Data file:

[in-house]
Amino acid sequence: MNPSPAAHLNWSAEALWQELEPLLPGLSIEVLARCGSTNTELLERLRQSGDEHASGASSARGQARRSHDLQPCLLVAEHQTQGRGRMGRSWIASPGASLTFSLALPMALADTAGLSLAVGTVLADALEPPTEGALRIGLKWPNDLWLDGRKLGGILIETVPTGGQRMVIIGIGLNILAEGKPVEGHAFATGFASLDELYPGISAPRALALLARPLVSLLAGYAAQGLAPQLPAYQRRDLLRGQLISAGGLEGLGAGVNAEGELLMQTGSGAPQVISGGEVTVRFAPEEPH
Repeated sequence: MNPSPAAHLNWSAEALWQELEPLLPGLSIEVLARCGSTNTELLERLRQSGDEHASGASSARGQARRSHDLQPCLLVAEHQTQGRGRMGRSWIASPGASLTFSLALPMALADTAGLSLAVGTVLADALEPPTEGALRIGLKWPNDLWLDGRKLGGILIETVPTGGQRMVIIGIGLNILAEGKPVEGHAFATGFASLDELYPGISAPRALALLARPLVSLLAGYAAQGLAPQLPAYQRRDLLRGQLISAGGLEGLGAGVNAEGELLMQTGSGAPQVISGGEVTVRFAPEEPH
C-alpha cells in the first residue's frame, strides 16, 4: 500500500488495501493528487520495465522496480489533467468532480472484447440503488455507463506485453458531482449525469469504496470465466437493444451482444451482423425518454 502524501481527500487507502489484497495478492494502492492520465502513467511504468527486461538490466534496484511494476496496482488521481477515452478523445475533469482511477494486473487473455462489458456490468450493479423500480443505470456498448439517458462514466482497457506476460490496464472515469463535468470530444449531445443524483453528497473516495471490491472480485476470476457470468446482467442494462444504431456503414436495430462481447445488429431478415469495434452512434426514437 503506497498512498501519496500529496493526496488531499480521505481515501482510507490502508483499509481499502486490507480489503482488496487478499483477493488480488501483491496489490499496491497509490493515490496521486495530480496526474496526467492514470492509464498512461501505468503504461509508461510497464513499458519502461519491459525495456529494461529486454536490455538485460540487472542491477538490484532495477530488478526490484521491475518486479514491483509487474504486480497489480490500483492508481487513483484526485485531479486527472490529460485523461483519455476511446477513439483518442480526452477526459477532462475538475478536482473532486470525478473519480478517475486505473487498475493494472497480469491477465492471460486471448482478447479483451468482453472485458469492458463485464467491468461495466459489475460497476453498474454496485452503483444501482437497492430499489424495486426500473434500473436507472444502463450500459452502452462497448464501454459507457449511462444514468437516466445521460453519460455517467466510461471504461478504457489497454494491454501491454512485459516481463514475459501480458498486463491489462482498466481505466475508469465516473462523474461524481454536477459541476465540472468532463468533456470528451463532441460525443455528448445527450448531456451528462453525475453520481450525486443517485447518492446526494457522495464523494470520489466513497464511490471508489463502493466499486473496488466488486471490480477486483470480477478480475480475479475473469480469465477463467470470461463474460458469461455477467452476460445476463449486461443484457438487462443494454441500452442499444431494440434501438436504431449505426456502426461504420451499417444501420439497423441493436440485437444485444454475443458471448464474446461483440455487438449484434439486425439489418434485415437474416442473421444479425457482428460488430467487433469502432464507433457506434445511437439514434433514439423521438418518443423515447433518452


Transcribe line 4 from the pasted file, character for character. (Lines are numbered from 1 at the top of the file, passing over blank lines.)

C-alpha cells in the first residue's frame, strides 16, 4: 500500500488495501493528487520495465522496480489533467468532480472484447440503488455507463506485453458531482449525469469504496470465466437493444451482444451482423425518454 502524501481527500487507502489484497495478492494502492492520465502513467511504468527486461538490466534496484511494476496496482488521481477515452478523445475533469482511477494486473487473455462489458456490468450493479423500480443505470456498448439517458462514466482497457506476460490496464472515469463535468470530444449531445443524483453528497473516495471490491472480485476470476457470468446482467442494462444504431456503414436495430462481447445488429431478415469495434452512434426514437 503506497498512498501519496500529496493526496488531499480521505481515501482510507490502508483499509481499502486490507480489503482488496487478499483477493488480488501483491496489490499496491497509490493515490496521486495530480496526474496526467492514470492509464498512461501505468503504461509508461510497464513499458519502461519491459525495456529494461529486454536490455538485460540487472542491477538490484532495477530488478526490484521491475518486479514491483509487474504486480497489480490500483492508481487513483484526485485531479486527472490529460485523461483519455476511446477513439483518442480526452477526459477532462475538475478536482473532486470525478473519480478517475486505473487498475493494472497480469491477465492471460486471448482478447479483451468482453472485458469492458463485464467491468461495466459489475460497476453498474454496485452503483444501482437497492430499489424495486426500473434500473436507472444502463450500459452502452462497448464501454459507457449511462444514468437516466445521460453519460455517467466510461471504461478504457489497454494491454501491454512485459516481463514475459501480458498486463491489462482498466481505466475508469465516473462523474461524481454536477459541476465540472468532463468533456470528451463532441460525443455528448445527450448531456451528462453525475453520481450525486443517485447518492446526494457522495464523494470520489466513497464511490471508489463502493466499486473496488466488486471490480477486483470480477478480475480475479475473469480469465477463467470470461463474460458469461455477467452476460445476463449486461443484457438487462443494454441500452442499444431494440434501438436504431449505426456502426461504420451499417444501420439497423441493436440485437444485444454475443458471448464474446461483440455487438449484434439486425439489418434485415437474416442473421444479425457482428460488430467487433469502432464507433457506434445511437439514434433514439423521438418518443423515447433518452